Ditching commissions for life insurance advice will leave many 'chronically uninsured'

by Julia Corderoy20 Oct 2014
A national wealth and accounting group continues to call for greater transparency and tighter regulation within the life insurance industry, but said removing commissions would result in many Australians being “chronically underinsured”.

These concerns come on the heels of an ASIC investigation into life insurance advice, finding that more than a third (37%) of the advice consumers received failed to comply with regulation governing a consumer’s best interest. 

The review suggested commission and remuneration structures may be the catalyst, citing that high up-front commissions are more strongly correlated with non-compliant advice.

David Hasib, a partner at Chan & Naylor Wealth Planning said that vested interests must clearly be addressed, but removing commissions isn’t the answer.

“However the existing framework is robust enough to prevent risk advisers churning policies, and if commissions were removed altogether in lieu of a service fee then this would not correlate to a one-to-one premium saving for the client.”

Hasib says commissions justify the work that risk advisers undertake to investigate the features and benefits of policy definitions, which can set one insurer ahead of another despite the premium being similar.  

Although he agrees with an industry-wide review on standards, he fears that replacing commission with a fee-for-service structure will discourage Australians to protect themselves.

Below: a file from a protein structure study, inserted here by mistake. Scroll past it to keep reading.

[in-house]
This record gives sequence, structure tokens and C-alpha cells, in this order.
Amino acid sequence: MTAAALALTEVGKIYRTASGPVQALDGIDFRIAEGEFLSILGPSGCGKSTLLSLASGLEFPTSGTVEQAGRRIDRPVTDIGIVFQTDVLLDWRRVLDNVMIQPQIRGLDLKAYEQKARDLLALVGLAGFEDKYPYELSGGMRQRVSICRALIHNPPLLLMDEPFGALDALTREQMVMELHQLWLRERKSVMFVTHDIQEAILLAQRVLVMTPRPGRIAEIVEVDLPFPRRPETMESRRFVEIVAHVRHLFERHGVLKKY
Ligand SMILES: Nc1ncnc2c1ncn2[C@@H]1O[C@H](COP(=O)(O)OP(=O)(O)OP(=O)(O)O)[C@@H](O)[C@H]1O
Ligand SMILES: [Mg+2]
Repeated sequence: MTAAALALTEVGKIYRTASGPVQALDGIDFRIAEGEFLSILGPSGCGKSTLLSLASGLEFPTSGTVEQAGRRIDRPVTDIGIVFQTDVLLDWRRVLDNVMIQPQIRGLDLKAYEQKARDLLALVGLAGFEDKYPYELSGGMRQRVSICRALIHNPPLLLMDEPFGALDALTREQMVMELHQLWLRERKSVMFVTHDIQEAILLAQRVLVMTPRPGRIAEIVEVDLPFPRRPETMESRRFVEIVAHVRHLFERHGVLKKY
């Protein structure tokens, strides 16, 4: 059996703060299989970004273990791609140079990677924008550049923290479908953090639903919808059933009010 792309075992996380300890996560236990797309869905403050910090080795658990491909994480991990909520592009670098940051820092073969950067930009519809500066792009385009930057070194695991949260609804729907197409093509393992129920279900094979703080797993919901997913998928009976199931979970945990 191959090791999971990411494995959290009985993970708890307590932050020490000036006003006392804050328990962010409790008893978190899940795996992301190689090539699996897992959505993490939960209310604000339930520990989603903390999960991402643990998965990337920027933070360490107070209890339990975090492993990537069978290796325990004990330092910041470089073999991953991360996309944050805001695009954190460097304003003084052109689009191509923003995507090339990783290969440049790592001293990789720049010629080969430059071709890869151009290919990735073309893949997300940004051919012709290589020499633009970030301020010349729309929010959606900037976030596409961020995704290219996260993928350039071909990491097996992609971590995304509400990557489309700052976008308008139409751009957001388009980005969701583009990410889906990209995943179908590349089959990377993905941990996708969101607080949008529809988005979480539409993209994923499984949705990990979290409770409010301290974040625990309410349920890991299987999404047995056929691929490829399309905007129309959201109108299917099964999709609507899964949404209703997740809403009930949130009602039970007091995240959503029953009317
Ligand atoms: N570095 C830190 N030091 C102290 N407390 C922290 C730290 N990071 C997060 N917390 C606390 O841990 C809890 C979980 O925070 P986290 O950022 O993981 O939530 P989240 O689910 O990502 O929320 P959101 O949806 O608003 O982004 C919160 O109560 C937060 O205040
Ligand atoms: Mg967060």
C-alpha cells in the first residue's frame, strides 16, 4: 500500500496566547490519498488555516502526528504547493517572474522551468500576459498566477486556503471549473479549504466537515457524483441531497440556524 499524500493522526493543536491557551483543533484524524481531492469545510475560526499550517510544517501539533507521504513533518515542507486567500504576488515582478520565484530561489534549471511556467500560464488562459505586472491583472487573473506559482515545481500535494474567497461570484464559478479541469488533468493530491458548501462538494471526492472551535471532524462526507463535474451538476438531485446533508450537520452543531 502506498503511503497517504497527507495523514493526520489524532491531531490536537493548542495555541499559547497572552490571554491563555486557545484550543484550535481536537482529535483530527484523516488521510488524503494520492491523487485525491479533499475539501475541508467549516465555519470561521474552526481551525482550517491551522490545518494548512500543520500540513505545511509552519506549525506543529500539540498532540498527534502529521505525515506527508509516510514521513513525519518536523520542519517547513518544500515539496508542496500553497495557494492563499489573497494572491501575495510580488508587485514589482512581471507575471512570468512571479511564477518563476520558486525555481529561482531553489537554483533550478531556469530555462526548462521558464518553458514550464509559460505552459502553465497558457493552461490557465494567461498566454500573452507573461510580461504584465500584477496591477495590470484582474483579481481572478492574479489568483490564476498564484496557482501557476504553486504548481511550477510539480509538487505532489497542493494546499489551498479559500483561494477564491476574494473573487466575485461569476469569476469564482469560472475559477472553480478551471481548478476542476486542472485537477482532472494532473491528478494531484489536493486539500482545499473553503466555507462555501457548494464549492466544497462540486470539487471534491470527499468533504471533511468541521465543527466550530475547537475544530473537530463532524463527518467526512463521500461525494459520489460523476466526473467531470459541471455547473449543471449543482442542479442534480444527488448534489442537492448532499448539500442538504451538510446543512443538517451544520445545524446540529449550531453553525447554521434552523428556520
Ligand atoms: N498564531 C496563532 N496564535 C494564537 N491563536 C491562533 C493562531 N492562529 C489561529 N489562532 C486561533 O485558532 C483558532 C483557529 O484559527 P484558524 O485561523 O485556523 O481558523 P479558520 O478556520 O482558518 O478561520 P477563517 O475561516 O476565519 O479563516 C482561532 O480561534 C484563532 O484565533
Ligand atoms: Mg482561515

“Australians already don’t invest enough in their financial well-being, so why would they do so if they are expected to pay more for advice?”

Hasib argues that conflicted remuneration has not been satisfactorily addressed by the proposed FoFA reforms and believes that the entire industry, including dealer groups and product manufacturers, must be held more accountable – particularly as between 80% to 85% of financial planners have some form of institutional ownership (via their licensee).
 
“If we can remove the inherent, product selling culture of the 80’s & 90’s, then it will be to the benefit of all Australians,” he said.
 
“We do need stronger guidelines, but we also need clear transparency both for the industry and for consumers.”

There is a growing undercurrent of support for this position as peer attitudes are beginning to shift away from the institutionally owned groups towards an independent advice model, Hasib added.

 

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